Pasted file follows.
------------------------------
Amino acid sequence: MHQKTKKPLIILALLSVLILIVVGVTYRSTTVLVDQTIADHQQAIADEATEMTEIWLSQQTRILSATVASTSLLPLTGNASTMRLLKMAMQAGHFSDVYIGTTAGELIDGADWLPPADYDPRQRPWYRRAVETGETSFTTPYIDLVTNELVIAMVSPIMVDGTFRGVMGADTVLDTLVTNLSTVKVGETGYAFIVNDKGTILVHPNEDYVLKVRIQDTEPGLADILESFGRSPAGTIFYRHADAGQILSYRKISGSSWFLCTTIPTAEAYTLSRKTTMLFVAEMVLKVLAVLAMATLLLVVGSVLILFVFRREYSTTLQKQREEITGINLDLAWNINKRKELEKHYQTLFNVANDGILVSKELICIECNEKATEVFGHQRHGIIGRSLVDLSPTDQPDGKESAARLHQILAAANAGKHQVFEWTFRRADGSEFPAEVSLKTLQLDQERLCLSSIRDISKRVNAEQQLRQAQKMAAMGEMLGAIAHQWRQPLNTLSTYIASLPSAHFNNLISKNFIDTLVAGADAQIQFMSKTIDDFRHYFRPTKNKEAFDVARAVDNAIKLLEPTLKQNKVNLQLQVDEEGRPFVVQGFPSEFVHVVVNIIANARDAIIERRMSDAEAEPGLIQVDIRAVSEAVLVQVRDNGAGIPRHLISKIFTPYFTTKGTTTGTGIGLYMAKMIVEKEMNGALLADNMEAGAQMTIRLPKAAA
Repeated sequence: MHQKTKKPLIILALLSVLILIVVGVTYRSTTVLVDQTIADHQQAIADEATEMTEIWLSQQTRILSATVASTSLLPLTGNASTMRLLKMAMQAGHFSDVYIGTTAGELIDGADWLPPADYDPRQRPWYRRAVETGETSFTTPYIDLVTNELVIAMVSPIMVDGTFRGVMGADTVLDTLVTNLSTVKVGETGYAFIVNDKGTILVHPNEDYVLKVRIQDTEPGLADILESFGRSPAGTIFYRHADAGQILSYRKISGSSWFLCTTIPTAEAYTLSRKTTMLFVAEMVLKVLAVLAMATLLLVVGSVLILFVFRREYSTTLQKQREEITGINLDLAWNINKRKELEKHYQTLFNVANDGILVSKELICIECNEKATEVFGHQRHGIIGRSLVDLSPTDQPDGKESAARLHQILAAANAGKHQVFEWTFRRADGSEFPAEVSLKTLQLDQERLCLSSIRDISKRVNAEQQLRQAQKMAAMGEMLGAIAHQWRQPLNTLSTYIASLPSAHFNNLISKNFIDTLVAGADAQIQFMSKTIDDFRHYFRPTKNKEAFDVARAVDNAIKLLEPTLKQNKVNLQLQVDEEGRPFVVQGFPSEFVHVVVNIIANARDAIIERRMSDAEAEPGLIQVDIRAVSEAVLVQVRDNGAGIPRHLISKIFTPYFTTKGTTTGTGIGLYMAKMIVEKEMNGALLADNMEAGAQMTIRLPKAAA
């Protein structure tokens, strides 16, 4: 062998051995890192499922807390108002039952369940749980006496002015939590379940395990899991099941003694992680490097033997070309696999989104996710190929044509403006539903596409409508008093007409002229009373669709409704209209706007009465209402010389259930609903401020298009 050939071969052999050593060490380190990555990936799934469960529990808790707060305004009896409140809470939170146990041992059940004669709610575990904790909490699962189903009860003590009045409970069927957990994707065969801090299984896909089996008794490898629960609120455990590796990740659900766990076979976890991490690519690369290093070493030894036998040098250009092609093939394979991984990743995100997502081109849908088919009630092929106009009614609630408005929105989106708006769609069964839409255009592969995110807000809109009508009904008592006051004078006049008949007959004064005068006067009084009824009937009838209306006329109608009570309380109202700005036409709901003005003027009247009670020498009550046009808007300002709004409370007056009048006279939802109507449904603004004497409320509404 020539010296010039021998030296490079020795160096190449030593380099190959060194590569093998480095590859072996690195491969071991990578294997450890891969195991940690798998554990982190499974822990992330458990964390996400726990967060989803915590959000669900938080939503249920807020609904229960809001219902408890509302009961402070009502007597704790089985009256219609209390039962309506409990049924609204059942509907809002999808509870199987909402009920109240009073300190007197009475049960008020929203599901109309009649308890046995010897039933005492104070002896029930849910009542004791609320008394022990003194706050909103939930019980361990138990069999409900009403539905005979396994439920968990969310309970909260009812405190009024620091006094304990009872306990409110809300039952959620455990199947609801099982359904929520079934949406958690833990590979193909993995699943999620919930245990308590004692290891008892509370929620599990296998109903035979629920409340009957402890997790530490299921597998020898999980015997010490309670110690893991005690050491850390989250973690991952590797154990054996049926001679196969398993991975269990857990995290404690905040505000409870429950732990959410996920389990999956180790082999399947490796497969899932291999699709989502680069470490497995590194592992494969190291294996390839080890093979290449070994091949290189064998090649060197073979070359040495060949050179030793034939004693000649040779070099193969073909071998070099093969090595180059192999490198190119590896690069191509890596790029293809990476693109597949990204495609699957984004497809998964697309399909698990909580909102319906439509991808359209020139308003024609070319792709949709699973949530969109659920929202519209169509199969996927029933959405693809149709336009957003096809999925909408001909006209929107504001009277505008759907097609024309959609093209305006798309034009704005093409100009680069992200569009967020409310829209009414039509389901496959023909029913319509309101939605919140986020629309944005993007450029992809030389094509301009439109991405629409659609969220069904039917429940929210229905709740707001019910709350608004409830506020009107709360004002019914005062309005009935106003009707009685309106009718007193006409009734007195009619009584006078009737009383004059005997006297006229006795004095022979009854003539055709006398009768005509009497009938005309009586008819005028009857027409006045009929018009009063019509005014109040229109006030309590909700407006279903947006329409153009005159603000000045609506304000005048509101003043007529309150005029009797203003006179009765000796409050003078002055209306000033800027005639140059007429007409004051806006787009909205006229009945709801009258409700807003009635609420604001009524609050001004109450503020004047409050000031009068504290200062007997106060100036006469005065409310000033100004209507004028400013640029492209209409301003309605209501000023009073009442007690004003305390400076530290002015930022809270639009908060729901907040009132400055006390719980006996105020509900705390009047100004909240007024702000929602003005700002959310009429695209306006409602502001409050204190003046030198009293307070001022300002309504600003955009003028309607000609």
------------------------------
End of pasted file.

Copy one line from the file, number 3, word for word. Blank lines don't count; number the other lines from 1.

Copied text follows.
């Protein structure tokens, strides 16, 4: 062998051995890192499922807390108002039952369940749980006496002015939590379940395990899991099941003694992680490097033997070309696999989104996710190929044509403006539903596409409508008093007409002229009373669709409704209209706007009465209402010389259930609903401020298009 050939071969052999050593060490380190990555990936799934469960529990808790707060305004009896409140809470939170146990041992059940004669709610575990904790909490699962189903009860003590009045409970069927957990994707065969801090299984896909089996008794490898629960609120455990590796990740659900766990076979976890991490690519690369290093070493030894036998040098250009092609093939394979991984990743995100997502081109849908088919009630092929106009009614609630408005929105989106708006769609069964839409255009592969995110807000809109009508009904008592006051004078006049008949007959004064005068006067009084009824009937009838209306006329109608009570309380109202700005036409709901003005003027009247009670020498009550046009808007300002709004409370007056009048006279939802109507449904603004004497409320509404 020539010296010039021998030296490079020795160096190449030593380099190959060194590569093998480095590859072996690195491969071991990578294997450890891969195991940690798998554990982190499974822990992330458990964390996400726990967060989803915590959000669900938080939503249920807020609904229960809001219902408890509302009961402070009502007597704790089985009256219609209390039962309506409990049924609204059942509907809002999808509870199987909402009920109240009073300190007197009475049960008020929203599901109309009649308890046995010897039933005492104070002896029930849910009542004791609320008394022990003194706050909103939930019980361990138990069999409900009403539905005979396994439920968990969310309970909260009812405190009024620091006094304990009872306990409110809300039952959620455990199947609801099982359904929520079934949406958690833990590979193909993995699943999620919930245990308590004692290891008892509370929620599990296998109903035979629920409340009957402890997790530490299921597998020898999980015997010490309670110690893991005690050491850390989250973690991952590797154990054996049926001679196969398993991975269990857990995290404690905040505000409870429950732990959410996920389990999956180790082999399947490796497969899932291999699709989502680069470490497995590194592992494969190291294996390839080890093979290449070994091949290189064998090649060197073979070359040495060949050179030793034939004693000649040779070099193969073909071998070099093969090595180059192999490198190119590896690069191509890596790029293809990476693109597949990204495609699957984004497809998964697309399909698990909580909102319906439509991808359209020139308003024609070319792709949709699973949530969109659920929202519209169509199969996927029933959405693809149709336009957003096809999925909408001909006209929107504001009277505008759907097609024309959609093209305006798309034009704005093409100009680069992200569009967020409310829209009414039509389901496959023909029913319509309101939605919140986020629309944005993007450029992809030389094509301009439109991405629409659609969220069904039917429940929210229905709740707001019910709350608004409830506020009107709360004002019914005062309005009935106003009707009685309106009718007193006409009734007195009619009584006078009737009383004059005997006297006229006795004095022979009854003539055709006398009768005509009497009938005309009586008819005028009857027409006045009929018009009063019509005014109040229109006030309590909700407006279903947006329409153009005159603000000045609506304000005048509101003043007529309150005029009797203003006179009765000796409050003078002055209306000033800027005639140059007429007409004051806006787009909205006229009945709801009258409700807003009635609420604001009524609050001004109450503020004047409050000031009068504290200062007997106060100036006469005065409310000033100004209507004028400013640029492209209409301003309605209501000023009073009442007690004003305390400076530290002015930022809270639009908060729901907040009132400055006390719980006996105020509900705390009047100004909240007024702000929602003005700002959310009429695209306006409602502001409050204190003046030198009293307070001022300002309504600003955009003028309607000609």